Hiker Charles Rohrbacher stands atop Mount Washington. At 6,288 feet, it is the highest peak along the Appalachian Trail.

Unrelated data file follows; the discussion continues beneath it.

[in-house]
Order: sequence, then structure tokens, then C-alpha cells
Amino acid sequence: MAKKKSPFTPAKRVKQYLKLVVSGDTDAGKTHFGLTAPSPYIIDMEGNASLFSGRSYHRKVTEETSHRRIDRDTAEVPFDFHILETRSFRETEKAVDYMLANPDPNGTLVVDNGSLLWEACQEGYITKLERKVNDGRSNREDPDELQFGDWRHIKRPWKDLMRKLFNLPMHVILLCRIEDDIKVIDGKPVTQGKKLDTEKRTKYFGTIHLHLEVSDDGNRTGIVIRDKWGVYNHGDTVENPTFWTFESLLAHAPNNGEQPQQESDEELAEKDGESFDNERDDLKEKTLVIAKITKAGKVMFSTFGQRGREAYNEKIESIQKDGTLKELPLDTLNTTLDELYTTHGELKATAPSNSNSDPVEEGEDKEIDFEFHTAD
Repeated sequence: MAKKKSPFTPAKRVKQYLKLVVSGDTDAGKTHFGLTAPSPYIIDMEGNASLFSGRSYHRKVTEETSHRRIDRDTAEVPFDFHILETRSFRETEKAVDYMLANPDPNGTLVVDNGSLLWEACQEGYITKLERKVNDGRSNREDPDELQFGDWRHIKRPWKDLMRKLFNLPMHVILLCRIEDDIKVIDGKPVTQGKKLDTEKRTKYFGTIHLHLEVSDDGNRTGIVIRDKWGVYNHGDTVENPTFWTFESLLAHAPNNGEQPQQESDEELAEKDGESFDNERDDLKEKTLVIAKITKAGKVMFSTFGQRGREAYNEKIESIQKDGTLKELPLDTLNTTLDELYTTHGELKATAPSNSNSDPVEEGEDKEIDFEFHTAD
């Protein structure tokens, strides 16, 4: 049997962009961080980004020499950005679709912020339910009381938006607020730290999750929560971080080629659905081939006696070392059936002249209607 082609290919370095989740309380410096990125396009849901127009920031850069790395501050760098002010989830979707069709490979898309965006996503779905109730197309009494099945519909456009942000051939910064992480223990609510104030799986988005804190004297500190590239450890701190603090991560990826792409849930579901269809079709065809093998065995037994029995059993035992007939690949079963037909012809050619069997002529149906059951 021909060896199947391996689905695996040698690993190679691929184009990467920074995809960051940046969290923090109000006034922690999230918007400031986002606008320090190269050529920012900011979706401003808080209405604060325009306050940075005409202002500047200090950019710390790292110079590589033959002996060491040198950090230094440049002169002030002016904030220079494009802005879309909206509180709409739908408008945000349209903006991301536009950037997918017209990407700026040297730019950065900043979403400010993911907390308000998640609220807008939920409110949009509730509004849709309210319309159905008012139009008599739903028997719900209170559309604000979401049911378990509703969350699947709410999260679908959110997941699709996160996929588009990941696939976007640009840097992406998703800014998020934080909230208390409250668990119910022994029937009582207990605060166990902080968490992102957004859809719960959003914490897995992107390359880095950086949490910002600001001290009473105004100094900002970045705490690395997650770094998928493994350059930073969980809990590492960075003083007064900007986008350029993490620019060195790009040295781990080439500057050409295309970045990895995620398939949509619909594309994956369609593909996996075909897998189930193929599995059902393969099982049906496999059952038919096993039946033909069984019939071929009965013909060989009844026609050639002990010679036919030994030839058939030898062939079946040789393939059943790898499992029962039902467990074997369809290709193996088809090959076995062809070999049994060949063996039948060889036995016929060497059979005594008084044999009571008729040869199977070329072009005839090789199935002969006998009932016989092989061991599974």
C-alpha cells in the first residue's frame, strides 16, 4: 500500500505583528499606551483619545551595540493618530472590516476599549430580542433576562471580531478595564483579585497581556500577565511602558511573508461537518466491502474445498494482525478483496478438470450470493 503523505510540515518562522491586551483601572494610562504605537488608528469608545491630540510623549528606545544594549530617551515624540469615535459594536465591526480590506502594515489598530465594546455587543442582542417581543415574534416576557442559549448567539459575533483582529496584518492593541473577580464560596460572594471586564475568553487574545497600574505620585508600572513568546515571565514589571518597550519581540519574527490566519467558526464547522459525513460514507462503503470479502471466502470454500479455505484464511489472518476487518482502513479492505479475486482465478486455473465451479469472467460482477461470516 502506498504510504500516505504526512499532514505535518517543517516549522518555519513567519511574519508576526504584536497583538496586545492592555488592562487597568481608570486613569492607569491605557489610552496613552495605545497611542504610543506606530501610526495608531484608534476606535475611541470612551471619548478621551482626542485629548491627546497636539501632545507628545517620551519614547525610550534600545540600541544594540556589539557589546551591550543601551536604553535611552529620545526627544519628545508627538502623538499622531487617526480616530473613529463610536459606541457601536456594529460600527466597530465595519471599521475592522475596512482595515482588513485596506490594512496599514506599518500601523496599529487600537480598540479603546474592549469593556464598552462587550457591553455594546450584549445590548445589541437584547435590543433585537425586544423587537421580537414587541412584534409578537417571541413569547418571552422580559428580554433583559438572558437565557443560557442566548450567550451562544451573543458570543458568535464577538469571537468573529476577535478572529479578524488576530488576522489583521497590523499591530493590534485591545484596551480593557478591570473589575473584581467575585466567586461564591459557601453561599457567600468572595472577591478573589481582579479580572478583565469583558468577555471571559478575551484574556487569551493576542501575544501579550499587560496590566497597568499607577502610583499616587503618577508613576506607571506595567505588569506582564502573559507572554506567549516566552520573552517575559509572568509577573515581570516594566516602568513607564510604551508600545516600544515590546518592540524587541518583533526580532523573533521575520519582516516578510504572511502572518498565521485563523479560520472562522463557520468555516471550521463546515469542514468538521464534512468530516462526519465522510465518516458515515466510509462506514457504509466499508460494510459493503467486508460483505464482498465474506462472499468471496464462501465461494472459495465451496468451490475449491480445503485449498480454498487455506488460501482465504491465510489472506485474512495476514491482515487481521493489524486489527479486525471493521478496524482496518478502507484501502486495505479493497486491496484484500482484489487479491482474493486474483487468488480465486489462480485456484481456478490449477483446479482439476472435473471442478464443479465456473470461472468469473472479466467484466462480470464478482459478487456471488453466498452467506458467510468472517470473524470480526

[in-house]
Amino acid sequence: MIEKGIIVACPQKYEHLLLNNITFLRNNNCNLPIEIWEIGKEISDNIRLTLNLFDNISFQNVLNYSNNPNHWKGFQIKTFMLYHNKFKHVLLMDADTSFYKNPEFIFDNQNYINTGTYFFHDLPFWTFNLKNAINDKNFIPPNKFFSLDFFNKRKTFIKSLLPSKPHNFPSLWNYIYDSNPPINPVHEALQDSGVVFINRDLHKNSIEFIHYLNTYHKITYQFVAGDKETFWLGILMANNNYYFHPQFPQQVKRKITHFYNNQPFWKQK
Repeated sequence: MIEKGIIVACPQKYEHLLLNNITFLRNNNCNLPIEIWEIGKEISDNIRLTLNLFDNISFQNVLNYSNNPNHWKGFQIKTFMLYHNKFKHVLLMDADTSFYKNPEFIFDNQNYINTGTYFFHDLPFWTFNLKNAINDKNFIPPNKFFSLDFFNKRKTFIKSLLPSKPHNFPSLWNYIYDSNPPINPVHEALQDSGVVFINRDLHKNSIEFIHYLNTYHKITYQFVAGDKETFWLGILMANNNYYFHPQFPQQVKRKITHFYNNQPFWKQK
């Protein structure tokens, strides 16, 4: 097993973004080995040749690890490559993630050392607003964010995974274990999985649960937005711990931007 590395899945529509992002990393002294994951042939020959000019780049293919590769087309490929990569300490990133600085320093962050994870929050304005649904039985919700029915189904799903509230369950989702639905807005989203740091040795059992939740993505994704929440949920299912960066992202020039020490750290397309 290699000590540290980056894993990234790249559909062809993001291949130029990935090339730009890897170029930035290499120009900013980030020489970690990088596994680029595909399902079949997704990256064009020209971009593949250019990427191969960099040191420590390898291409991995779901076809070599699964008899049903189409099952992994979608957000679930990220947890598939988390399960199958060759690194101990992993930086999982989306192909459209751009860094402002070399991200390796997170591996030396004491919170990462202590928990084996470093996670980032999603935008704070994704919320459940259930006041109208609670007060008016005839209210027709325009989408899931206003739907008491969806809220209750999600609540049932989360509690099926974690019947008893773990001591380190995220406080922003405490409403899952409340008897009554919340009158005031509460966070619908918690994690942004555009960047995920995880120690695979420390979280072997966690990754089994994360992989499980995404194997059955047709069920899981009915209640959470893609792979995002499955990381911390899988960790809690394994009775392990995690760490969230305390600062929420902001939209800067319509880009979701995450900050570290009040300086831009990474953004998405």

Three pairs of boots, nine years and 2,175 miles later, Charles Rohrbacher did it; he finally finished hiking the Appalachian Trail. Hiking segments on the trail during six summers, Rohrbacher finally stood atop Mount Katahdin in Maine on July 14 this year and claimed victory. "I had enjoyed hiking during my 19 years with the Boy Scouts and what inspired me to finish the trail was when a former student, Ryan Schmit, completed it in 2006," Rohrbacher said. Rohrbacher, who is a High School business teacher, only had time to hike during some summers when he first started his odyssey in 1998 from Springer Mountain, Ga., to Hot Springs, N.C. The idea for a national hiking trail was first conceived in 1921 and was finally completed in 1938 with the assistance of the Civilian Conservation Corps. The Appalachian Trail stretches through 14 states, Georgia, North Carolina, Tennessee, Virginia, West Virginia, Maryland, Pennsylvania, New Jersey, New York, Connecticut, Massachusetts, Vermont, New Hampshire and Maine. Rohrbacher hit the trail again during the summers of 2000, 2001, 2003, 2005 and 2007. Averaging approximately 10-15 miles a day, he found the last 100 miles were the most remote, had difficult terrain and weather and it was harder to find a place to sleep. "There are shelters every 8-10 miles but some are small and primitive. I’d check my trail guide and if there was a town close, I’d hitchhike and find a laundry, groceries, and place to shower and sleep," he said. Obviously not able to pack food for three weeks in an already stuffed 30-to-40-pound backpack, Rohrbacher also relied on family and friends who mailed food packages for him to post offices along his hiking route. And then there were the "trail angels," local friendly residents who would bring trail hikers cookies and other goodies to brighten their day. Rohrbacher saw quite a bit of history during his hike; Harper’s Ferry, a 300-year-old stone monument to George Washington, the site where Audie Murphy’s plane crashed, the nation’s largest tree in girth and Dartmouth College where the trail goes right through the campus. He also saw his fair share of deer, moose and bears but didn’t have encounters with any. "In the Smokey Mountains they have chain-link fencing around the shelters so the bears can’t get in," he explained. Rohrbacher said the north portion of the Trail through New Hampshire and Maine is the most arduous. "There are warnings of the dangers for inexperienced hikers. There are also some rivers that have to be crossed and a marker at one place requires hikers to be ferried across by canoe," he explained. On a lighter note he mentioned a remote restaurant on an island that could only be reached by boat. "There is an air horn on the dock and when you sound it, they send a boat to pick you up. Some people complained about the food prices but it was good and it was the only place to eat for miles," he laughed. After finally achieving his hiking goal, would he do it again? Rohrbacher simply said, "I’m glad I did it and I would do it again."